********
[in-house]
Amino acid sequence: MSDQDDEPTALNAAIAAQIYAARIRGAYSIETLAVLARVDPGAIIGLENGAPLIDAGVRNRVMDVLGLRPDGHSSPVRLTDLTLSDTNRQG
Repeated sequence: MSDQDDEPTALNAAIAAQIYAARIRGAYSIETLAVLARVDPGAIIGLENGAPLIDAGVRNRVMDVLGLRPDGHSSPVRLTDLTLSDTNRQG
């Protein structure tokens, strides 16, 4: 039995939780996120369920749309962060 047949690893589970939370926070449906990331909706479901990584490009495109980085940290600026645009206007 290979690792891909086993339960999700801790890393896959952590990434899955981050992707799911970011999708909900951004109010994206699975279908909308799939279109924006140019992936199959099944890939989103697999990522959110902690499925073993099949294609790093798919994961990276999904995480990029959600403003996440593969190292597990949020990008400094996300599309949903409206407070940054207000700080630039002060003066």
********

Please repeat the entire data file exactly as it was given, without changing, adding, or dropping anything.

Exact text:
[in-house]
Amino acid sequence: MSDQDDEPTALNAAIAAQIYAARIRGAYSIETLAVLARVDPGAIIGLENGAPLIDAGVRNRVMDVLGLRPDGHSSPVRLTDLTLSDTNRQG
Repeated sequence: MSDQDDEPTALNAAIAAQIYAARIRGAYSIETLAVLARVDPGAIIGLENGAPLIDAGVRNRVMDVLGLRPDGHSSPVRLTDLTLSDTNRQG
């Protein structure tokens, strides 16, 4: 039995939780996120369920749309962060 047949690893589970939370926070449906990331909706479901990584490009495109980085940290600026645009206007 290979690792891909086993339960999700801790890393896959952590990434899955981050992707799911970011999708909900951004109010994206699975279908909308799939279109924006140019992936199959099944890939989103697999990522959110902690499925073993099949294609790093798919994961990276999904995480990029959600403003996440593969190292597990949020990008400094996300599309949903409206407070940054207000700080630039002060003066």